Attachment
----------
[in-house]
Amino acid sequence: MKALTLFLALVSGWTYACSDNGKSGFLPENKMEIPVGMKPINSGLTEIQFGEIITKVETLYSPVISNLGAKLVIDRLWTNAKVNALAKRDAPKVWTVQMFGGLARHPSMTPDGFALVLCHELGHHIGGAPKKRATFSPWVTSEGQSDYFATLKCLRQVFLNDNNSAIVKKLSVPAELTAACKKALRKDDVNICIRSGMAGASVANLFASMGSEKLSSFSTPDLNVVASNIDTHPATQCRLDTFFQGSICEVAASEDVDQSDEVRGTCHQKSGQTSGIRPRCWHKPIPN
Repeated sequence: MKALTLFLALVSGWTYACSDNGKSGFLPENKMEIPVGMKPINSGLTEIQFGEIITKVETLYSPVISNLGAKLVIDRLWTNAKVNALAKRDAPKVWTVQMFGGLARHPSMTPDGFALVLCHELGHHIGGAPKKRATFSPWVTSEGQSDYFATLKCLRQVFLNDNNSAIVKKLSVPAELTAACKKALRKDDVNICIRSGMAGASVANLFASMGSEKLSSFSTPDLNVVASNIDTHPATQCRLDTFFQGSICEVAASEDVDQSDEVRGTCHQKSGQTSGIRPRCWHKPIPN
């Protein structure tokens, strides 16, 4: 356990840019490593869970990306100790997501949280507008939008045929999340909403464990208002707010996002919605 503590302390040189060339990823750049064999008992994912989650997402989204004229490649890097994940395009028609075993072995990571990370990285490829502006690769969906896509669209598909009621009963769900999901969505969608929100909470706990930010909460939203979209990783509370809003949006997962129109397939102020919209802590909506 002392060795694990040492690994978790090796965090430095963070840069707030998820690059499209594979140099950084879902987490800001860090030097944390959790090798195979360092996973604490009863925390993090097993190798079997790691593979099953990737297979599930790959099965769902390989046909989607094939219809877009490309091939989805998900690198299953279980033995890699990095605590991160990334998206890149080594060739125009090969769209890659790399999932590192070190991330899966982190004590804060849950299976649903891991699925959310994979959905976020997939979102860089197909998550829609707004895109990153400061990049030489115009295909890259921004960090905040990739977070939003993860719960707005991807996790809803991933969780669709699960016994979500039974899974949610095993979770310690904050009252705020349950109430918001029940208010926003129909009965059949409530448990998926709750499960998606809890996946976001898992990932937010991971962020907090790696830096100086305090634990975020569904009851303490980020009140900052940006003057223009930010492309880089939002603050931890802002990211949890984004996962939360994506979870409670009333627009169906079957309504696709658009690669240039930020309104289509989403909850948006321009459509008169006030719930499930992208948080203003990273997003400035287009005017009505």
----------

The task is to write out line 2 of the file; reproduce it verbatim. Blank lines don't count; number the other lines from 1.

Amino acid sequence: MKALTLFLALVSGWTYACSDNGKSGFLPENKMEIPVGMKPINSGLTEIQFGEIITKVETLYSPVISNLGAKLVIDRLWTNAKVNALAKRDAPKVWTVQMFGGLARHPSMTPDGFALVLCHELGHHIGGAPKKRATFSPWVTSEGQSDYFATLKCLRQVFLNDNNSAIVKKLSVPAELTAACKKALRKDDVNICIRSGMAGASVANLFASMGSEKLSSFSTPDLNVVASNIDTHPATQCRLDTFFQGSICEVAASEDVDQSDEVRGTCHQKSGQTSGIRPRCWHKPIPN